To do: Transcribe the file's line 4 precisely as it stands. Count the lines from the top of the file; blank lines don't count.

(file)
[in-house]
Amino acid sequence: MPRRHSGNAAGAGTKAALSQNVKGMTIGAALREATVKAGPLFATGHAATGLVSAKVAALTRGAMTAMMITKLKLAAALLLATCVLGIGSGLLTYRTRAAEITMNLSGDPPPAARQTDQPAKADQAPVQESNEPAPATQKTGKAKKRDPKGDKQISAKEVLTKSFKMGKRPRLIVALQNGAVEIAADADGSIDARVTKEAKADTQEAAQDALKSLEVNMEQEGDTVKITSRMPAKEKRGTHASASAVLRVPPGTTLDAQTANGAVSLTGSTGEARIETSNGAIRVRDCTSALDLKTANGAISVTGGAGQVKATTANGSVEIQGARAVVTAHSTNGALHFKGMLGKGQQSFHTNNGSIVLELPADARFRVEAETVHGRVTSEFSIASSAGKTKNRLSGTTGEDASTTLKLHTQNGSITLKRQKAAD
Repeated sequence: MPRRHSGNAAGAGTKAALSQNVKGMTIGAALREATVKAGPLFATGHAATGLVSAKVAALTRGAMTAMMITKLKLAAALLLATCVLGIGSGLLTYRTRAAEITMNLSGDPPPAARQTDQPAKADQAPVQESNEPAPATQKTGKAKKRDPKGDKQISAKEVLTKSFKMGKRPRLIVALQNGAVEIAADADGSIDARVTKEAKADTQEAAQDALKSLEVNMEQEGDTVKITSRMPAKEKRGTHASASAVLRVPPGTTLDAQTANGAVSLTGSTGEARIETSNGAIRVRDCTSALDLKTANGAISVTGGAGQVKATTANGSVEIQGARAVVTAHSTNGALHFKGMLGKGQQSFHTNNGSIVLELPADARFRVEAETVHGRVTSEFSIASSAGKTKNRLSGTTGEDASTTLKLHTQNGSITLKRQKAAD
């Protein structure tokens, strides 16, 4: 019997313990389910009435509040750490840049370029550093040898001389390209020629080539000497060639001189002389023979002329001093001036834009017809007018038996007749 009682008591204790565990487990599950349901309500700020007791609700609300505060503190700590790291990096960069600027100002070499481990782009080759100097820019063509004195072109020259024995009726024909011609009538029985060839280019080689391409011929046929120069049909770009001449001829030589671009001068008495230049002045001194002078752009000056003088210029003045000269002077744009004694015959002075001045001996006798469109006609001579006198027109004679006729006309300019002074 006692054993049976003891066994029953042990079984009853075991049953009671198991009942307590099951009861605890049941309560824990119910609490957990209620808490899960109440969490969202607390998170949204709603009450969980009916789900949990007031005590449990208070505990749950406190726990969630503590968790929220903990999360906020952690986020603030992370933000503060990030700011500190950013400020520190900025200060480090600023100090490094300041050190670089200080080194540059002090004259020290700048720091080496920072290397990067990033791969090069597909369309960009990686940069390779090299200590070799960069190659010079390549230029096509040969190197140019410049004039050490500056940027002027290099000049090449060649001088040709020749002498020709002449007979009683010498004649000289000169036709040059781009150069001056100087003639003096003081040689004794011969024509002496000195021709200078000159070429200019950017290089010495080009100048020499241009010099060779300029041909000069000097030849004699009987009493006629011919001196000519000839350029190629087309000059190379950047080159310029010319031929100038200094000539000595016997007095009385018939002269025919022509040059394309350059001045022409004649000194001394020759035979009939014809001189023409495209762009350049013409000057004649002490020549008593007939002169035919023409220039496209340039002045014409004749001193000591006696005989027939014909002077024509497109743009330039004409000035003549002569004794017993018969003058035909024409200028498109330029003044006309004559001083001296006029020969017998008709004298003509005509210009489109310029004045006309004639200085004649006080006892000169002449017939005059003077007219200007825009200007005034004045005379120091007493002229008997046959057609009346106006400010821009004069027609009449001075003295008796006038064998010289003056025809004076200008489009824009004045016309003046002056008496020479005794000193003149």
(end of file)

């Protein structure tokens, strides 16, 4: 019997313990389910009435509040750490840049370029550093040898001389390209020629080539000497060639001189002389023979002329001093001036834009017809007018038996007749 009682008591204790565990487990599950349901309500700020007791609700609300505060503190700590790291990096960069600027100002070499481990782009080759100097820019063509004195072109020259024995009726024909011609009538029985060839280019080689391409011929046929120069049909770009001449001829030589671009001068008495230049002045001194002078752009000056003088210029003045000269002077744009004694015959002075001045001996006798469109006609001579006198027109004679006729006309300019002074 006692054993049976003891066994029953042990079984009853075991049953009671198991009942307590099951009861605890049941309560824990119910609490957990209620808490899960109440969490969202607390998170949204709603009450969980009916789900949990007031005590449990208070505990749950406190726990969630503590968790929220903990999360906020952690986020603030992370933000503060990030700011500190950013400020520190900025200060480090600023100090490094300041050190670089200080080194540059002090004259020290700048720091080496920072290397990067990033791969090069597909369309960009990686940069390779090299200590070799960069190659010079390549230029096509040969190197140019410049004039050490500056940027002027290099000049090449060649001088040709020749002498020709002449007979009683010498004649000289000169036709040059781009150069001056100087003639003096003081040689004794011969024509002496000195021709200078000159070429200019950017290089010495080009100048020499241009010099060779300029041909000069000097030849004699009987009493006629011919001196000519000839350029190629087309000059190379950047080159310029010319031929100038200094000539000595016997007095009385018939002269025919022509040059394309350059001045022409004649000194001394020759035979009939014809001189023409495209762009350049013409000057004649002490020549008593007939002169035919023409220039496209340039002045014409004749001193000591006696005989027939014909002077024509497109743009330039004409000035003549002569004794017993018969003058035909024409200028498109330029003044006309004559001083001296006029020969017998008709004298003509005509210009489109310029004045006309004639200085004649006080006892000169002449017939005059003077007219200007825009200007005034004045005379120091007493002229008997046959057609009346106006400010821009004069027609009449001075003295008796006038064998010289003056025809004076200008489009824009004045016309003046002056008496020479005794000193003149």